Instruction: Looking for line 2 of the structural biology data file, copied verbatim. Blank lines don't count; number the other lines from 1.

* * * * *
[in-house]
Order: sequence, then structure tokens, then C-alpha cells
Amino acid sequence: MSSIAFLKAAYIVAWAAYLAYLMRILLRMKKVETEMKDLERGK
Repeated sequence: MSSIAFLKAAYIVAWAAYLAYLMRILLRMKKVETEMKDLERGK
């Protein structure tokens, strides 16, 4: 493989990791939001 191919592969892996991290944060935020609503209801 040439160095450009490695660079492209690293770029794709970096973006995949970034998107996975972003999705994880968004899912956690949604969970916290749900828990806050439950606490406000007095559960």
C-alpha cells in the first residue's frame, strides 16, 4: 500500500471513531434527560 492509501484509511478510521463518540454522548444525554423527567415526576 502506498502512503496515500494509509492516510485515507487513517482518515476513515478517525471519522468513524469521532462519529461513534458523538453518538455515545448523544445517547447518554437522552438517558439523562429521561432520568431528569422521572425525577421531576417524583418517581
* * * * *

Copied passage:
Order: sequence, then structure tokens, then C-alpha cells